I don't think suicide is just a choice for those who are terminally ill with cancer and whatnot. Can't we be terminally ill with depression? For some, it is life long and it gets worse and worse.

Sorry for the rambling. I agree with you and I'm glad I'm not the only one who feels this way. I've never mentioned this to anyone else before because it's so controversial. "Violating my consent is NOT the way to convince me that the world is worth living in. "
call_me_katya ══╣╠══
I'm having trouble understanding why Matt couldn't let it lie when it became obvious he was causing distress. I think maybe there's a 'Hollywood movie' version of mental illness that is probably the closest most people come to experiencing it. So many movies display the 'raving lunatic' model, with no middle ground and shows people incapable of sensible decisions. I guess this has made people think they're 'saving' others by removing their autonomy.

Topaz's comment was a breath of fresh air, showing that you can compassionately talk to someone without having them effectively kidnapped by authorities. A bit of trust and kindness is better than force, and doesn't leave the lingering aftertaste.
raidingparty ══╣╠══
Mixed minds
I've having a hard time resolving this one. I have to start off with saying that I can't say for absolute what I would do if panicked, the one time somebody told me they were thinking of hurting themselves I called counselors and friends rather than police, and think I would probably do so again.

I can think of a couple of devil's advocate cases:
- In a very general sense, the lack of informed consent is an acceptable argument. Similarly, I would prevent a baby from touching a stove, or tackle a blind person if they were about to step in front of a moving vehicle. Counterpoint below.
- I don't like the idea of people absolutely relinquishing their autonomy. I can accept it for potential play, or even as necessary in certain emergency situations or places that require an authority structure. But leaving the door open for slavery, capitalist or otherwise, could be a problem. In the same vein, if a person no longer agrees to a situation, but has no way out of it, and it could be argued a human is different people at different times, the later person is no longer consenting. And specifically in line with the suicide discussion, there's a lot of people who survived suicide jumps who said they regretted their decision.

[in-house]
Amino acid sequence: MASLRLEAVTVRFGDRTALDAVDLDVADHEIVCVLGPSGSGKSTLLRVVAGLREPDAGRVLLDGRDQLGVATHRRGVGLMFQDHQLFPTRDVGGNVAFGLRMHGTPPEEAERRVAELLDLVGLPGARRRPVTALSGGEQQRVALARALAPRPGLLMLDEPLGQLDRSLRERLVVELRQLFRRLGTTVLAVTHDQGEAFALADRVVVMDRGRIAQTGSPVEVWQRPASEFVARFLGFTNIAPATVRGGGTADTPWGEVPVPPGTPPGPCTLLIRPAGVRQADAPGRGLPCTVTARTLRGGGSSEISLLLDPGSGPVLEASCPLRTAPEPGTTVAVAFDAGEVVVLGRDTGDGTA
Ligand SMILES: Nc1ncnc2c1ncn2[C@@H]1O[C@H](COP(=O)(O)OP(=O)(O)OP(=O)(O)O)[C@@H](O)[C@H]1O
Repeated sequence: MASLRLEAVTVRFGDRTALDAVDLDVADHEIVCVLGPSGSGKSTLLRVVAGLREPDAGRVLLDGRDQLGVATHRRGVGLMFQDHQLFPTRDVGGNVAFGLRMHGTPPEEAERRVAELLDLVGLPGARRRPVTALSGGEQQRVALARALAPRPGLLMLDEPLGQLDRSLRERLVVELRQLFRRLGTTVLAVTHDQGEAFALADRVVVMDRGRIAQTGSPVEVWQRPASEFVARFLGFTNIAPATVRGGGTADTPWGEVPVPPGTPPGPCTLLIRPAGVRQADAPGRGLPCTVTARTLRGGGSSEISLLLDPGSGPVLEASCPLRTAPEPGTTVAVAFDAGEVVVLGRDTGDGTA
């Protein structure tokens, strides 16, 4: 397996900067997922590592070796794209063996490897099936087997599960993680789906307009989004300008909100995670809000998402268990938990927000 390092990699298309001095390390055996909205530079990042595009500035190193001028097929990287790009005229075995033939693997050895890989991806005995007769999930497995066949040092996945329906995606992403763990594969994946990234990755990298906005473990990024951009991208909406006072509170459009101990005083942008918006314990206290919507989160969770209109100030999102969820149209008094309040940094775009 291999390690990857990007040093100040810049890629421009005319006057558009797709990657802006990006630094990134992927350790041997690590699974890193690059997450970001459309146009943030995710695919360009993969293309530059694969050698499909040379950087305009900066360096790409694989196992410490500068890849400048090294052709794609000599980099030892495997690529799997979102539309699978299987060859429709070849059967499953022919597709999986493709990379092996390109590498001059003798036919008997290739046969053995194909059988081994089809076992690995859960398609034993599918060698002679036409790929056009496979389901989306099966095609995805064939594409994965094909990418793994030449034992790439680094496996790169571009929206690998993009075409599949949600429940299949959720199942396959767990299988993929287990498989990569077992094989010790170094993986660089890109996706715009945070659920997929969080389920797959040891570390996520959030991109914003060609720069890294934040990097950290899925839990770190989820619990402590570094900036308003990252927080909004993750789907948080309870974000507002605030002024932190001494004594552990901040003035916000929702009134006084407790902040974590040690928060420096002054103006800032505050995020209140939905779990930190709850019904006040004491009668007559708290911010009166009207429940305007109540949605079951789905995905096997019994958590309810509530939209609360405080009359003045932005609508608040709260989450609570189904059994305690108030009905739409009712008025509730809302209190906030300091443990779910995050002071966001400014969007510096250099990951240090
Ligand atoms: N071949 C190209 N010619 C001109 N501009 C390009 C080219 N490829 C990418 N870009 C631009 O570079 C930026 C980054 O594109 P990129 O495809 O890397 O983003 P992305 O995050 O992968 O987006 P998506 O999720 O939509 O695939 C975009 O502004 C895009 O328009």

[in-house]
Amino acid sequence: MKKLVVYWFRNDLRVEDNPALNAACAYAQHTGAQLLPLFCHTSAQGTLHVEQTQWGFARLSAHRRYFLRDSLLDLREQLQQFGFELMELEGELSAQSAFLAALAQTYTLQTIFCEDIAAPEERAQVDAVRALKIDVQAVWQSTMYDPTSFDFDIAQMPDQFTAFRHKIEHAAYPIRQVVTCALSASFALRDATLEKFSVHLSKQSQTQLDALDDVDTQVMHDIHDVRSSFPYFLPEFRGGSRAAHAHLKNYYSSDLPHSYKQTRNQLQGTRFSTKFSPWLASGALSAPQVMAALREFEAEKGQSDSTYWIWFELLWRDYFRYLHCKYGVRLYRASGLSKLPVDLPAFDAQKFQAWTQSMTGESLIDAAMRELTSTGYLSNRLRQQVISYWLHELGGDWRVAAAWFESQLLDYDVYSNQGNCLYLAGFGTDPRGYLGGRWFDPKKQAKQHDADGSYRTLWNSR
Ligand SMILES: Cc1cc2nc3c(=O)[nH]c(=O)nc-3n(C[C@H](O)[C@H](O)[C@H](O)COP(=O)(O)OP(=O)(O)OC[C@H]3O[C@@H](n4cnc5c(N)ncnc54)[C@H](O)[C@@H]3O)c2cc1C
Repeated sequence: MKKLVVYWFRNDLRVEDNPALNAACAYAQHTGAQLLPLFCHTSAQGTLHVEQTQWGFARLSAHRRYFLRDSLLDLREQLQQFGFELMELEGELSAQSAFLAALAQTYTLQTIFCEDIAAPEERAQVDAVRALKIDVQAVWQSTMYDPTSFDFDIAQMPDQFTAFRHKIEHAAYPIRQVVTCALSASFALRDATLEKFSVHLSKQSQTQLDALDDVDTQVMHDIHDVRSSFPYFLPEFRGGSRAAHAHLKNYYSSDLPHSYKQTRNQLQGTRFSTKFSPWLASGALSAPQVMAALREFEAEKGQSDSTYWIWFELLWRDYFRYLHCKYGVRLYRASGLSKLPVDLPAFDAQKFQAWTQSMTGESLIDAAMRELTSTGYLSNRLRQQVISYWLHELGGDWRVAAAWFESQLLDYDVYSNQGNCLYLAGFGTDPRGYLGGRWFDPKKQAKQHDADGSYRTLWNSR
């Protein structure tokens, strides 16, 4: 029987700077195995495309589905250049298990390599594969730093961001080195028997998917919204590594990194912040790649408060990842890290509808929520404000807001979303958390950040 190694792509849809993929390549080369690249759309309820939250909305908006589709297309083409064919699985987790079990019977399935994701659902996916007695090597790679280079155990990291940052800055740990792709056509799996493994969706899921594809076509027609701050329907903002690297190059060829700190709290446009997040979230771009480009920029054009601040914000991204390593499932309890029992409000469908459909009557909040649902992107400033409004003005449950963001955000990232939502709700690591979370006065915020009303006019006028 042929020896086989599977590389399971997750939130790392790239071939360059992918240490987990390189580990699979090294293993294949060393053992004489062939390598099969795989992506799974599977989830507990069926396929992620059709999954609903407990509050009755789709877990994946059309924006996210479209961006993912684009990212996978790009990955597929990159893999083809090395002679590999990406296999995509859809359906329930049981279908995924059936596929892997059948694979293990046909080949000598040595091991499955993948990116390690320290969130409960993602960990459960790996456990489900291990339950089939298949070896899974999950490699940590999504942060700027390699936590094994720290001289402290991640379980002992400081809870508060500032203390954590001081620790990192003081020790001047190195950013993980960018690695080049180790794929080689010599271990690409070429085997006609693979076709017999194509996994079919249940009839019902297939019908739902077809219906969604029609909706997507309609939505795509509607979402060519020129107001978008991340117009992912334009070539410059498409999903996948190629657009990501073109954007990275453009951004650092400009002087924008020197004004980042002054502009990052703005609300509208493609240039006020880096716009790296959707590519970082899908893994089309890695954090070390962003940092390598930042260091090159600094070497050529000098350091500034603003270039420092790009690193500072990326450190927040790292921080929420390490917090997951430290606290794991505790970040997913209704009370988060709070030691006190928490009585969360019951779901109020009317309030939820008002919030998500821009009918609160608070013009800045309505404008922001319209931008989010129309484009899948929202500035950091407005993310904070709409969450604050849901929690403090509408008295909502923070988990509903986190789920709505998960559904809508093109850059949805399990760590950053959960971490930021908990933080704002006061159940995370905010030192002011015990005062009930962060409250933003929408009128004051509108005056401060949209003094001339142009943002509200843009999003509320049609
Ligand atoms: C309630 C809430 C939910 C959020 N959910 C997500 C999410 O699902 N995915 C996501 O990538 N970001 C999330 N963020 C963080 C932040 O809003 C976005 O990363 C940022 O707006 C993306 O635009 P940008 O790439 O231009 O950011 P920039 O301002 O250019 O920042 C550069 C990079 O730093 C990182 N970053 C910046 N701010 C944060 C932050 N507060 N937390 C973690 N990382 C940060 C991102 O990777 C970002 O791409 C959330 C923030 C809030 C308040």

That being said: I totally agree with the possibility you suggested of instant-decision. I also reject his declaration that suicide is necessarily the result of mental illness and the abdication of forethought - while it wouldn't be for me (I still have too much to read), I can see it being a perfectly rational decision for someone.
kehlen_crow ══╣grief╠══
Thank you for posting this.

This discussion has just helped me talk with a bipolar friend who has been suicidal several times, and clear consent issues on their end.

I will repeat what was already said: this is a breath of fresh air. It helps, strongly, to really look at the issue, and not be blindsided by the society's general, um, outraged refusal to accept suicide in any way.


So for now I will draw this conclusion for myself: if I now someone who is suicidal, I will try to help any way I can without outright talking about it, and pray for them. And then when (if) they are in a better place, talk about what they want if they become suicidal again.
on communication, social justice, intimacy, consent, friendship & other relationships, spirituality, gender, queerness, & dreams. Expect to find curse words, nudity, (occasionally explicit) talk of sex, and angry ranting, but NEVER slurs or sexually violent language. I use TW when I am aware of the need and on request.
Expect to find curse words, nudity, (occasionally explicit) talk of sex, and angry ranting, but NEVER slurs or sexually violent language. I use TW when I am aware of the need and on request.